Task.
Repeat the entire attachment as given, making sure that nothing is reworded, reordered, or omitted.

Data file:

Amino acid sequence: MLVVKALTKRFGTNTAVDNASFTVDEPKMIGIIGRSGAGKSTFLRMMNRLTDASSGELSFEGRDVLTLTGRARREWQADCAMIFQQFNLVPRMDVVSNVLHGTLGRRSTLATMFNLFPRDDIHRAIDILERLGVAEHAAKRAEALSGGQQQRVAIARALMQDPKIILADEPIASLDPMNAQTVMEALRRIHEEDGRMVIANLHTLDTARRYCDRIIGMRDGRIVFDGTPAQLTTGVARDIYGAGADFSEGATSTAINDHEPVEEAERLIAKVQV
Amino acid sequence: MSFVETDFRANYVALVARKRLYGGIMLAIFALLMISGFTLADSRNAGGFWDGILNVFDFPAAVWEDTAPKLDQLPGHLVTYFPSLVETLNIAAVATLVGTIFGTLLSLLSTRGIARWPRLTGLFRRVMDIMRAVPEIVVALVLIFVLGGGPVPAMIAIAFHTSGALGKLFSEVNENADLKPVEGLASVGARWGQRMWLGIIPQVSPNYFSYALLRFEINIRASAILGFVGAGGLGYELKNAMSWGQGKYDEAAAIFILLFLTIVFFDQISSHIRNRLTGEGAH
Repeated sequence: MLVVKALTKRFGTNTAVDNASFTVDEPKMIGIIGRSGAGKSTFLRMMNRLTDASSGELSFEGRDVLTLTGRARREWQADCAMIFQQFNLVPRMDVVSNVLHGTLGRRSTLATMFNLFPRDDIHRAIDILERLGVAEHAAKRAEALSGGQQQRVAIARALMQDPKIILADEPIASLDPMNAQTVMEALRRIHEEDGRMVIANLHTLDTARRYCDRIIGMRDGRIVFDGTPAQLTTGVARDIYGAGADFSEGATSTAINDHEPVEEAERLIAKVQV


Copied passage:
Amino acid sequence: MLVVKALTKRFGTNTAVDNASFTVDEPKMIGIIGRSGAGKSTFLRMMNRLTDASSGELSFEGRDVLTLTGRARREWQADCAMIFQQFNLVPRMDVVSNVLHGTLGRRSTLATMFNLFPRDDIHRAIDILERLGVAEHAAKRAEALSGGQQQRVAIARALMQDPKIILADEPIASLDPMNAQTVMEALRRIHEEDGRMVIANLHTLDTARRYCDRIIGMRDGRIVFDGTPAQLTTGVARDIYGAGADFSEGATSTAINDHEPVEEAERLIAKVQV
Amino acid sequence: MSFVETDFRANYVALVARKRLYGGIMLAIFALLMISGFTLADSRNAGGFWDGILNVFDFPAAVWEDTAPKLDQLPGHLVTYFPSLVETLNIAAVATLVGTIFGTLLSLLSTRGIARWPRLTGLFRRVMDIMRAVPEIVVALVLIFVLGGGPVPAMIAIAFHTSGALGKLFSEVNENADLKPVEGLASVGARWGQRMWLGIIPQVSPNYFSYALLRFEINIRASAILGFVGAGGLGYELKNAMSWGQGKYDEAAAIFILLFLTIVFFDQISSHIRNRLTGEGAH
Repeated sequence: MLVVKALTKRFGTNTAVDNASFTVDEPKMIGIIGRSGAGKSTFLRMMNRLTDASSGELSFEGRDVLTLTGRARREWQADCAMIFQQFNLVPRMDVVSNVLHGTLGRRSTLATMFNLFPRDDIHRAIDILERLGVAEHAAKRAEALSGGQQQRVAIARALMQDPKIILADEPIASLDPMNAQTVMEALRRIHEEDGRMVIANLHTLDTARRYCDRIIGMRDGRIVFDGTPAQLTTGVARDIYGAGADFSEGATSTAINDHEPVEEAERLIAKVQV